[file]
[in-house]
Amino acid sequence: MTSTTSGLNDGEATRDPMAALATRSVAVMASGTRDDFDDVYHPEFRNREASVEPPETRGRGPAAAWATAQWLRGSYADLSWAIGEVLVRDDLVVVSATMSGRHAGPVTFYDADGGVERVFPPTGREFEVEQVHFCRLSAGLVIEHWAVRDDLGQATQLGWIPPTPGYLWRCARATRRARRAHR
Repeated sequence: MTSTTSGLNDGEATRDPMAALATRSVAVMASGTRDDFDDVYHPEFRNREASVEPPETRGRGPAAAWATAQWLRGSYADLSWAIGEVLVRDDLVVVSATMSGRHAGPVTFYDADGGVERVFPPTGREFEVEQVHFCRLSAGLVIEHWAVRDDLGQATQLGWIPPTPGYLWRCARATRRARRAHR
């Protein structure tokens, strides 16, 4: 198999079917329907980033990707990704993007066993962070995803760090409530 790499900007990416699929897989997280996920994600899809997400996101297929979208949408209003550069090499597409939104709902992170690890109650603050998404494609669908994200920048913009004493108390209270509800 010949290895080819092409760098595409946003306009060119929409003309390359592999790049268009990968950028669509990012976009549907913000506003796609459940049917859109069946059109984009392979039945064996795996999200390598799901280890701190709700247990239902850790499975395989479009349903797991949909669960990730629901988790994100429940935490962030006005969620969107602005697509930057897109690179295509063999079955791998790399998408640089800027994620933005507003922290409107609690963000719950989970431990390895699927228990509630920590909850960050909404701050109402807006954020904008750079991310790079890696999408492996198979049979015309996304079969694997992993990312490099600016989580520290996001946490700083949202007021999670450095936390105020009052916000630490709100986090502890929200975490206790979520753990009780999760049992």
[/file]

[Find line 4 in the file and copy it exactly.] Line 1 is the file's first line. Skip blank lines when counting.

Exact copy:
């Protein structure tokens, strides 16, 4: 198999079917329907980033990707990704993007066993962070995803760090409530 790499900007990416699929897989997280996920994600899809997400996101297929979208949408209003550069090499597409939104709902992170690890109650603050998404494609669908994200920048913009004493108390209270509800 010949290895080819092409760098595409946003306009060119929409003309390359592999790049268009990968950028669509990012976009549907913000506003796609459940049917859109069946059109984009392979039945064996795996999200390598799901280890701190709700247990239902850790499975395989479009349903797991949909669960990730629901988790994100429940935490962030006005969620969107602005697509930057897109690179295509063999079955791998790399998408640089800027994620933005507003922290409107609690963000719950989970431990390895699927228990509630920590909850960050909404701050109402807006954020904008750079991310790079890696999408492996198979049979015309996304079969694997992993990312490099600016989580520290996001946490700083949202007021999670450095936390105020009052916000630490709100986090502890929200975490206790979520753990009780999760049992």